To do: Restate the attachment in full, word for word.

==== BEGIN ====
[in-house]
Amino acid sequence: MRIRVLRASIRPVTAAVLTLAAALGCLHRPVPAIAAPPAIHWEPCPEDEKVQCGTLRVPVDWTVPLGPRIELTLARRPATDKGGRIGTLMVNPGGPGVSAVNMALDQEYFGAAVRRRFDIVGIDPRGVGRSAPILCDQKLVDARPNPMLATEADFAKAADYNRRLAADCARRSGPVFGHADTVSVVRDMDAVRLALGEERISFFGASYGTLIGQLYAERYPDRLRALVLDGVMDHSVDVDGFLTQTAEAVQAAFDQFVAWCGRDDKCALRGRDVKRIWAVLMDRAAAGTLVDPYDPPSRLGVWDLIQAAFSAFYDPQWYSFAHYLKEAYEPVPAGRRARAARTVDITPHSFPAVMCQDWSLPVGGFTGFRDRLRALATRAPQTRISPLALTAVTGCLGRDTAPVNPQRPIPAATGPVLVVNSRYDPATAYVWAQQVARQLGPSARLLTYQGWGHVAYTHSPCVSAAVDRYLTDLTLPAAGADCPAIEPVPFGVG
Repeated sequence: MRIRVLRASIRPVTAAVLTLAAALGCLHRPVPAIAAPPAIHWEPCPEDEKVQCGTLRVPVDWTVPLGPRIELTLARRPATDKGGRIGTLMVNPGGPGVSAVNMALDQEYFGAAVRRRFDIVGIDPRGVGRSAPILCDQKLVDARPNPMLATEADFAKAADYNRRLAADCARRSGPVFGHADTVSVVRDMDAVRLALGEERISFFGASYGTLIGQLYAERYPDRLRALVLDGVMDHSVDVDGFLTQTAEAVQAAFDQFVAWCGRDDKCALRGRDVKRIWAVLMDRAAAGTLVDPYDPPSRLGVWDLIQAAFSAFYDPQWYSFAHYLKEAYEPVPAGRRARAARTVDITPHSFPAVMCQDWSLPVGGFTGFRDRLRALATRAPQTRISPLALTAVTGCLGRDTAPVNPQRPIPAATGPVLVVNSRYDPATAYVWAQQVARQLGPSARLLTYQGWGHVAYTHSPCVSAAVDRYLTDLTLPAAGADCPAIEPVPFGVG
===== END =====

[in-house]
Amino acid sequence: MRIRVLRASIRPVTAAVLTLAAALGCLHRPVPAIAAPPAIHWEPCPEDEKVQCGTLRVPVDWTVPLGPRIELTLARRPATDKGGRIGTLMVNPGGPGVSAVNMALDQEYFGAAVRRRFDIVGIDPRGVGRSAPILCDQKLVDARPNPMLATEADFAKAADYNRRLAADCARRSGPVFGHADTVSVVRDMDAVRLALGEERISFFGASYGTLIGQLYAERYPDRLRALVLDGVMDHSVDVDGFLTQTAEAVQAAFDQFVAWCGRDDKCALRGRDVKRIWAVLMDRAAAGTLVDPYDPPSRLGVWDLIQAAFSAFYDPQWYSFAHYLKEAYEPVPAGRRARAARTVDITPHSFPAVMCQDWSLPVGGFTGFRDRLRALATRAPQTRISPLALTAVTGCLGRDTAPVNPQRPIPAATGPVLVVNSRYDPATAYVWAQQVARQLGPSARLLTYQGWGHVAYTHSPCVSAAVDRYLTDLTLPAAGADCPAIEPVPFGVG
Repeated sequence: MRIRVLRASIRPVTAAVLTLAAALGCLHRPVPAIAAPPAIHWEPCPEDEKVQCGTLRVPVDWTVPLGPRIELTLARRPATDKGGRIGTLMVNPGGPGVSAVNMALDQEYFGAAVRRRFDIVGIDPRGVGRSAPILCDQKLVDARPNPMLATEADFAKAADYNRRLAADCARRSGPVFGHADTVSVVRDMDAVRLALGEERISFFGASYGTLIGQLYAERYPDRLRALVLDGVMDHSVDVDGFLTQTAEAVQAAFDQFVAWCGRDDKCALRGRDVKRIWAVLMDRAAAGTLVDPYDPPSRLGVWDLIQAAFSAFYDPQWYSFAHYLKEAYEPVPAGRRARAARTVDITPHSFPAVMCQDWSLPVGGFTGFRDRLRALATRAPQTRISPLALTAVTGCLGRDTAPVNPQRPIPAATGPVLVVNSRYDPATAYVWAQQVARQLGPSARLLTYQGWGHVAYTHSPCVSAAVDRYLTDLTLPAAGADCPAIEPVPFGVG